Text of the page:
= Emerging. More than 5 years before clinical availability. (16.60%, 2024)
= Expected to be clinically available in 1 to 4 years. (37.02%, 2024)
= Clinically available now. (46.38%, 2024)
MSACL 2024 : Kushnir

MSACL 2024 Abstract

Self-Classified Topic Area(s): Small Molecule > Cases in Clinical Analysis > Assays Leveraging Technology

Podium Presentation in Steinbeck 1 on Wednesday at 13:30 (Chair: Donald Chace / Yanchun Lin)

LC-MS/MS Method for Porphobilinogen in Urine: What We Learned from High Sensitivity Measurements

Mark M. Kushnir (1,2), Laura Sinden (3), and Elizabeth L. Frank (1,2)
(1) ARUP Institute for Clinical and Experimental Pathology, Salt Lake City, UT, USA, (2) University of Utah Health, Department of Pathology, Salt Lake City, UT, USA, (3) ARUP Laboratories, Salt Lake City, UT, USA.

Mark Kushnir, PhD (Presenter)
ARUP Institute for Clinical & Experimental Pathology

Presenter Bio: Mark Kushnir is Scientific Director, Mass Spectrometry R&D at ARUP Institute for Clinical and Experimental Pathology and Adjunct Assistant Professor at the Department of Pathology, University of Utah School of Medicine. Mark received PhD in Analytical Chemistry from Uppsala University (Uppsala, Sweden); his main areas of interest include development, application and clinical evaluation of novel mass spectrometry based clinical diagnostic methods for small molecule, protein and peptide biomarkers. He is author/coauthor of over 100 scientific peer reviewed publications.


Introduction: Porphyria refers to a group of diseases associated with hereditary and acquired deficiencies in the heme biosynthetic pathway. The laboratory diagnosis of porphyrin disorders is performed by identification of pathway intermediates, which present in excessive concentrations. Porphobilinogen (PBG) is formed during the second step of the pathway; in the third step of the pathway, the enzyme hydroxymethylbilane synthase (HMBS) catalyzes tetramerization of PBG to form hydroxymethylbilane. Deficiency of HMBS can result in a condition known as acute intermittent porphyria (AIP). Clinical diagnosis of AIP is confirmed by detection of elevated urinary PBG concentrations. The most common method currently in use for PBG analysis in urine is ion exchange chromatography followed by spectrophotometry (SPh).

Objectives: Our aims were to develop a simple, sensitive, and specific method for measurement of PBG in urine by LC-MS/MS, and to evaluate the method’s performance.

Methods: Sample preparation was performed as follows: 50 µL of calibrators, quality control and urine samples were aliquoted in tubes, and 200 µL of buffer and 20 µL of internal standard were added to the tubes. PBG was extracted from the samples using strong anion exchange solid phase extraction. The extracts were analyzed using an LC-MS/MS system, consisting of a TripleQuadTM 5500 (Sciex) equipped with an series 1260 LC (Agilent) and an autosampler (Leap Technologies). Chromatographic separation was performed using a Waters XBridgeTM PREMIER BEH C18 column. PBG was measured using positive electrospray ionization in MRM mode; mass transitions were 210.2>122.1 (primary) and 210.2>94.0 (secondary); the stable isotope labeled internal standard was 13C215N-PBG. Quantitation was performed using a five-point calibration curve with concentrations calculated based on analyte peak areas normalized to internal standard peak areas; injection-to-injection time for instrumental analysis was 6 min.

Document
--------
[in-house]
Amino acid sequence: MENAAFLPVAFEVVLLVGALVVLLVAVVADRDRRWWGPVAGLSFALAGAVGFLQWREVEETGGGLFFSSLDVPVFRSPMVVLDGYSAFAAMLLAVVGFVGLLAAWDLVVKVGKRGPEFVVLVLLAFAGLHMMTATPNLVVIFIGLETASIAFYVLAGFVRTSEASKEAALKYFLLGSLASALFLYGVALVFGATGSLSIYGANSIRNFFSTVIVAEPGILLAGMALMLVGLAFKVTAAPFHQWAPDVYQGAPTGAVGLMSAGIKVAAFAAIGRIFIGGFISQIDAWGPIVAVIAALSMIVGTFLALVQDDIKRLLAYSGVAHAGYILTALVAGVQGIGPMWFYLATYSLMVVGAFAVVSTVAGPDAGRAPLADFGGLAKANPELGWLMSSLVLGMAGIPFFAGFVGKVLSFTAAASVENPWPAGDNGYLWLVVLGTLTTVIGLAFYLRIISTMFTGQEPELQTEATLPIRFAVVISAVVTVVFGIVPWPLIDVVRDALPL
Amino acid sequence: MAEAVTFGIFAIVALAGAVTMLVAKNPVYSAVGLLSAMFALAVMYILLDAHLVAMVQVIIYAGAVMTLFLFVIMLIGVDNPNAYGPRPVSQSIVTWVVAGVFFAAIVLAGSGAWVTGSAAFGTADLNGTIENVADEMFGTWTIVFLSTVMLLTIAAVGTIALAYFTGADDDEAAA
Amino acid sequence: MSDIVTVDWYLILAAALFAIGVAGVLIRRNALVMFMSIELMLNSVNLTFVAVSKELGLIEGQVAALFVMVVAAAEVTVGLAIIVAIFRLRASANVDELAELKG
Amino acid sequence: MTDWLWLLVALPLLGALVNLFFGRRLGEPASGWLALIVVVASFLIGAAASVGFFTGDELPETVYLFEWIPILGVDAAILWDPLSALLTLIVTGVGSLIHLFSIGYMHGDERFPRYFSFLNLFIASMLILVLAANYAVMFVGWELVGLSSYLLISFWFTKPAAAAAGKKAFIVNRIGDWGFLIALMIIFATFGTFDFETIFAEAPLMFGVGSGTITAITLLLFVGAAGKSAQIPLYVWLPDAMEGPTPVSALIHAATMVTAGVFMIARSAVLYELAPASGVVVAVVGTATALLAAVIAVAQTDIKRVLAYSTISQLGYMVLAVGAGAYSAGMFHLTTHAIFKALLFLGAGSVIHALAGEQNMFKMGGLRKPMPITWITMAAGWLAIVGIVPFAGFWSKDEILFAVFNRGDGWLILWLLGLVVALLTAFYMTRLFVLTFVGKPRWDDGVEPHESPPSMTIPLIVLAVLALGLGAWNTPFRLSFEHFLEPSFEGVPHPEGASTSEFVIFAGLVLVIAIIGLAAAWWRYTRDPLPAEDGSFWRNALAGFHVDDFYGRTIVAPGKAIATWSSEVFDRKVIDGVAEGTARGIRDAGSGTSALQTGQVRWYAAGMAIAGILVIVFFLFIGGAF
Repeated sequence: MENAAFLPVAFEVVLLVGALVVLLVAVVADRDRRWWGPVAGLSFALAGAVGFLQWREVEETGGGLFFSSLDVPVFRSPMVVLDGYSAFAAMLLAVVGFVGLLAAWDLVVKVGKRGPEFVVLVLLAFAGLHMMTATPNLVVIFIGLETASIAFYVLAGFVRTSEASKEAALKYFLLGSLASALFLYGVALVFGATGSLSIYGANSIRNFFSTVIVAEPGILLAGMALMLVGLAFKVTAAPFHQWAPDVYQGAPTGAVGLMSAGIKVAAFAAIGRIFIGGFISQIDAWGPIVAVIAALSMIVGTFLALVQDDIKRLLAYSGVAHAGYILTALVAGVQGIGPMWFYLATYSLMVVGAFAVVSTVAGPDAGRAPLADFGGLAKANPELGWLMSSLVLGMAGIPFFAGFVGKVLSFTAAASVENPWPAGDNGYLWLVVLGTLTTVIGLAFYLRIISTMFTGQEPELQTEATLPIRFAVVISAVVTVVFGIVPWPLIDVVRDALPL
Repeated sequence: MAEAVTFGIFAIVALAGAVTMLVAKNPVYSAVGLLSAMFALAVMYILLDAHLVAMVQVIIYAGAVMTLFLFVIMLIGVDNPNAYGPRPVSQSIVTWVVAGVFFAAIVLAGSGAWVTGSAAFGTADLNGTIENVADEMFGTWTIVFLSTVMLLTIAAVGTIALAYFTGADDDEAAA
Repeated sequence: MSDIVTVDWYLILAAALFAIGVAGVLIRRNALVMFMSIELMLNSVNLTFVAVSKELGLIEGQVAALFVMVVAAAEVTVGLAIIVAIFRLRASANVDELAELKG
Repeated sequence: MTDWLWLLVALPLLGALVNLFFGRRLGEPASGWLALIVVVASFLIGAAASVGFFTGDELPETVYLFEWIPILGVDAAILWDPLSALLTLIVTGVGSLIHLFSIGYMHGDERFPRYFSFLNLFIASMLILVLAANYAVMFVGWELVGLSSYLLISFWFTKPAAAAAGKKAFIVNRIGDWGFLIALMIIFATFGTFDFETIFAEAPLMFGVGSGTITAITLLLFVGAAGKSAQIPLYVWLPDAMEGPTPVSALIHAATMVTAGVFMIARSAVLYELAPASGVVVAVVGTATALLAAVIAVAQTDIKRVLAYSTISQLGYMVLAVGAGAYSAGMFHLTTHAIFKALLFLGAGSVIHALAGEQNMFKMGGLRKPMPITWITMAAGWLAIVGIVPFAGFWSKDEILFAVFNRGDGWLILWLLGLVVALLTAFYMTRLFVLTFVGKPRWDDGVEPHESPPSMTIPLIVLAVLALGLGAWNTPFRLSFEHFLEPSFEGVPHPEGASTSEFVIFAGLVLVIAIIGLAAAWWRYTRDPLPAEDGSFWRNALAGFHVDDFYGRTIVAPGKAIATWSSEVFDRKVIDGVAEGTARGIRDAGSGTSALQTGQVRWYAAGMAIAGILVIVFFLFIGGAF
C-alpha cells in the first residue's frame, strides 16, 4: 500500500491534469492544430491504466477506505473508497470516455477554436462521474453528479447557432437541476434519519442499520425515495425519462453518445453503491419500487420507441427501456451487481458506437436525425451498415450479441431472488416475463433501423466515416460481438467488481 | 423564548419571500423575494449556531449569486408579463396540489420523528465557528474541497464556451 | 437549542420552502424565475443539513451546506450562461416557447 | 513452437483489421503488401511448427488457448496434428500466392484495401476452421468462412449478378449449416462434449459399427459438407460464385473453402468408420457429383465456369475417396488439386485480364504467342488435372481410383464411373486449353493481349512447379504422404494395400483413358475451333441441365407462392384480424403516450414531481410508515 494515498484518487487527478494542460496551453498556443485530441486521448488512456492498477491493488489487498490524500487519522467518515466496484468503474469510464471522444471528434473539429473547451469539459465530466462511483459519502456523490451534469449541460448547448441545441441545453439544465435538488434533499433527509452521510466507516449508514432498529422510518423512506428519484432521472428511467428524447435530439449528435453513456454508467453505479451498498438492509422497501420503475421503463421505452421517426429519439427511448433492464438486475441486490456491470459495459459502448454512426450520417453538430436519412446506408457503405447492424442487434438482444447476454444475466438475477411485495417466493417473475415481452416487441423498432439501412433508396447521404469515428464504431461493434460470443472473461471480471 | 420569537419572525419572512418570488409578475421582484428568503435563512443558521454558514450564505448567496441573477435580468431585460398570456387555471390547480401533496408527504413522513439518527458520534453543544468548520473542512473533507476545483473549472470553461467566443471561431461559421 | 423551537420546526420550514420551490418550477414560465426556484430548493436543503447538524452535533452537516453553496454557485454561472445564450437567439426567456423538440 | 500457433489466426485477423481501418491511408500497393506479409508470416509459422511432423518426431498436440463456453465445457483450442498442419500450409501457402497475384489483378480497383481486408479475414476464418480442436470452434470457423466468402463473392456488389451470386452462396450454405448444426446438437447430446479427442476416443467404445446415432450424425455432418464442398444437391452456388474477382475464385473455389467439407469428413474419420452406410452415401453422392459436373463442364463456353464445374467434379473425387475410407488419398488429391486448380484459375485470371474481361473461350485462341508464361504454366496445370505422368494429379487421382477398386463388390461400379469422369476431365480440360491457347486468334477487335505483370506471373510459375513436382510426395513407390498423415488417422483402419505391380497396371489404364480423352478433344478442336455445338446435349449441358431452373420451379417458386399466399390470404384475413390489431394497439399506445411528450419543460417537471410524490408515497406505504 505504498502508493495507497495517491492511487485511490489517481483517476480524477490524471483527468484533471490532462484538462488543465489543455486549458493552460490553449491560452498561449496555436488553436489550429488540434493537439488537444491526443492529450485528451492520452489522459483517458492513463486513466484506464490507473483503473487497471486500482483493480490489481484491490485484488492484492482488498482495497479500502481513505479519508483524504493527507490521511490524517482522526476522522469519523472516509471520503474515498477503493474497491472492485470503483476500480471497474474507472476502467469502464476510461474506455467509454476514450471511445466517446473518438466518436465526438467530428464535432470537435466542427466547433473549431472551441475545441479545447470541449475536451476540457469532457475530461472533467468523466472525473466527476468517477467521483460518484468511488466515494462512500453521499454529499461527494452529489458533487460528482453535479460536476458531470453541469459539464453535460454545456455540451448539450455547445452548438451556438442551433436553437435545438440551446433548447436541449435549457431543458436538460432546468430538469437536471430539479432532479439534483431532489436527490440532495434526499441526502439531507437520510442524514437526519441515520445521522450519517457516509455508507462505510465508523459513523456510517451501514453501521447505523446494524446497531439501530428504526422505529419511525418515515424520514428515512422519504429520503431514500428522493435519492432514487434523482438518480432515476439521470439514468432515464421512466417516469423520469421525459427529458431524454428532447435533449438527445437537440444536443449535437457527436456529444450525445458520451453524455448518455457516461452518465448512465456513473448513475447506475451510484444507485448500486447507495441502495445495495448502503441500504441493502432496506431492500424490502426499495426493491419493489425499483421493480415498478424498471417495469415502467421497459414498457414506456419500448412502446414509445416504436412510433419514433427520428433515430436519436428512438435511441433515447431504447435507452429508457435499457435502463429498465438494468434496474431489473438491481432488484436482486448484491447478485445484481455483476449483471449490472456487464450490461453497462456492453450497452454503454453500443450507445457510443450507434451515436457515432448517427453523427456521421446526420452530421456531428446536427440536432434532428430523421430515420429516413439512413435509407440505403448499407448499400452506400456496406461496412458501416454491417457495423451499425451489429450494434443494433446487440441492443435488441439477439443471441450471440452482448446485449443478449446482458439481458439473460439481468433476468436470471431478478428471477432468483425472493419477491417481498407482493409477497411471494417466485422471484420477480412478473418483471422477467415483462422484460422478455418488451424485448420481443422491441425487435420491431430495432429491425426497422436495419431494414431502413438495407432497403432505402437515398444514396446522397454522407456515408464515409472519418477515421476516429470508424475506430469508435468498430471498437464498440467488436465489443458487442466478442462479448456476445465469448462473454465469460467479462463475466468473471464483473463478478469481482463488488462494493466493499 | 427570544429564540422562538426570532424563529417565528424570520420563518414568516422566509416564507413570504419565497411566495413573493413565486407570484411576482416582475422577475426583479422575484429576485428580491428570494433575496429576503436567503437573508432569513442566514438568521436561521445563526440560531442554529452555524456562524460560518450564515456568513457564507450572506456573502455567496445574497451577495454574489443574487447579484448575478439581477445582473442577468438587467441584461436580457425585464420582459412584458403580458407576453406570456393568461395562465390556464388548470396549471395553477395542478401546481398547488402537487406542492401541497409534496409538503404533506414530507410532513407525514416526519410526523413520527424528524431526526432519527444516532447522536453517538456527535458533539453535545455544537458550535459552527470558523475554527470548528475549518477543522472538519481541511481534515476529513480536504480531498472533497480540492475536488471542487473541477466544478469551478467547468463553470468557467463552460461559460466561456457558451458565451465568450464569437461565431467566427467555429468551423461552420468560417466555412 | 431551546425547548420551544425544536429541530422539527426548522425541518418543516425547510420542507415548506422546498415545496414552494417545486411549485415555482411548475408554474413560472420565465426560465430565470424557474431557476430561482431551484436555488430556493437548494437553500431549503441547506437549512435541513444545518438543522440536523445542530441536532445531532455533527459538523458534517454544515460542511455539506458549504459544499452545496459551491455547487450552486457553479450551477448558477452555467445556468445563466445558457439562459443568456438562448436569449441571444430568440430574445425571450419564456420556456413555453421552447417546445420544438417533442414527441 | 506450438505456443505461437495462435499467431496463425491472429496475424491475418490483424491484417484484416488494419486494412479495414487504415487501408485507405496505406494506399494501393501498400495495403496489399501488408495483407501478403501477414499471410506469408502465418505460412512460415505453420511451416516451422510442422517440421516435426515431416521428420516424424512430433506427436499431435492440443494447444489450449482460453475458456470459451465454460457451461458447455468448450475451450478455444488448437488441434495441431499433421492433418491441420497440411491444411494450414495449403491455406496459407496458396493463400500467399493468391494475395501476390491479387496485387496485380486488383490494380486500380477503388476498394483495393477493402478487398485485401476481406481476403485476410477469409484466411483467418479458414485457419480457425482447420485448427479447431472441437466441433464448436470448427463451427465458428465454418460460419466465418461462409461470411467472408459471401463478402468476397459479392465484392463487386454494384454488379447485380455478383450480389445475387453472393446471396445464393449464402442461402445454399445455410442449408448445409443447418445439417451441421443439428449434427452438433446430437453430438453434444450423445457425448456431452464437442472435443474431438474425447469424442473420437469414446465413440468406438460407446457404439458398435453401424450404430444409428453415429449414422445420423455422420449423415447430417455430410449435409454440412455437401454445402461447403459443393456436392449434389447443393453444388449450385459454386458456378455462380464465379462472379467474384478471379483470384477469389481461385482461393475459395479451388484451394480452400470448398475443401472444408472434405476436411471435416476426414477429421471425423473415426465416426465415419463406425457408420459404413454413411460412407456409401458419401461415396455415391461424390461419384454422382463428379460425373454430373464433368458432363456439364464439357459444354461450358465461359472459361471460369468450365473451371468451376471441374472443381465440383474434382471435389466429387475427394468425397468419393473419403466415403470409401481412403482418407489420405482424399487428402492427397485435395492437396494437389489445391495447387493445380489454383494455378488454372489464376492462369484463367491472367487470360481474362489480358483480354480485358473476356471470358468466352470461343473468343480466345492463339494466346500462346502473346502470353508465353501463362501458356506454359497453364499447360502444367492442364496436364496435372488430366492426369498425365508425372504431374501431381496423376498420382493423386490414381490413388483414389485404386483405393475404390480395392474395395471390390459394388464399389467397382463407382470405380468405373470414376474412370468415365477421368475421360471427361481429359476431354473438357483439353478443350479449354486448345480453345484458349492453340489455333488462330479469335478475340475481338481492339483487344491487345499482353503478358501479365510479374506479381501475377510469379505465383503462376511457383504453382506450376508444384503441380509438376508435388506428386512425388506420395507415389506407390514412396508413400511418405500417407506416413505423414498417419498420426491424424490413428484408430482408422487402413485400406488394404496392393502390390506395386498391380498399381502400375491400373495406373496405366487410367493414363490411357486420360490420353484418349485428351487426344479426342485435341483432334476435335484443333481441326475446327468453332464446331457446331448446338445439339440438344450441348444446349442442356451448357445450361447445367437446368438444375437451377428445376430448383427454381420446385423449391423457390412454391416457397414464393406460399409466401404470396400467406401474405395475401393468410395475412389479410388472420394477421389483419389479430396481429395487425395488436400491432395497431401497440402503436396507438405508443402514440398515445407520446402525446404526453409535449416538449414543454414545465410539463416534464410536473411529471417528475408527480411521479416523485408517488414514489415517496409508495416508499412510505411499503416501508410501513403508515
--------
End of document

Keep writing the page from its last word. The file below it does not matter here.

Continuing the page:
Results: The lower limit of quantification (LLOQ) and upper limit of linearity for PBG were 0.1 µmol/L and 100 µmol/L, respectively. Total imprecision of the assay was <14%; accuracy at LLOQ was 88%. Good agreement was observed with a comparative LC-MS/MS assay of another laboratory (slope 0.91, R2=0.995, n=13). In comparison with the new LC-MS/MS method, the SPh method overestimated PBG concentrations (slope 0.55, R2=0.860, n=114). Poor agreement between the SPh method and LC-MS/MS was observed in samples containing PBG below 10 µmol/L. Mean, median, and range of the PBG/creatinine ratio in urine samples from self-reported healthy adults tested by this LC-MS/MS method were 0.059, 0.054, and 0.001-0.25 µmol PBG/mol creatinine. The reference interval (RI) for 24h excretion established using LC-MS/MS was <1.41 µmol (0.318 mg); the RI was confirmed by analysis of a set of clinical samples (n=129). Based on the data from analysis of neat clinical urine samples (n=114), clinical sensitivity and specificity of the SPh assay were 0.85 and 0.84, respectively. PBG concentrations in urine samples of healthy individuals were below the detection limit of the SPh assay; interference of the SPh assay was observed in ~8% of routinely tested samples. PBG concentrations in urine samples from self-reported healthy subjects were above the LOQ of the LC-MS/MS assay in over 97% of samples (n=256); no signs of interferences were observed in neat urine patient samples analyzed by this LC-MS/MS method (n>1000). Measurement of PBG using LC-MS/MS in urine samples of healthy adults demonstrated direct correlation between concentrations of PBG and creatinine, and a trend to inverse correlation between PBG concentrations and body mass index.

Conclusions: Analytical sensitivity and specificity of this LC-MS/MS method for PBG are sufficient for routine measurement of PBG in urine samples of healthy individuals and patients with porphyria. Compared to published methods for PBG, this method uses simple sample preparation and allows high throughput testing of PBG in a clinical laboratory setting.

Financial Disclosure

SalaryyesARUP Laboratories
Board Memberyes
IP Royaltyno

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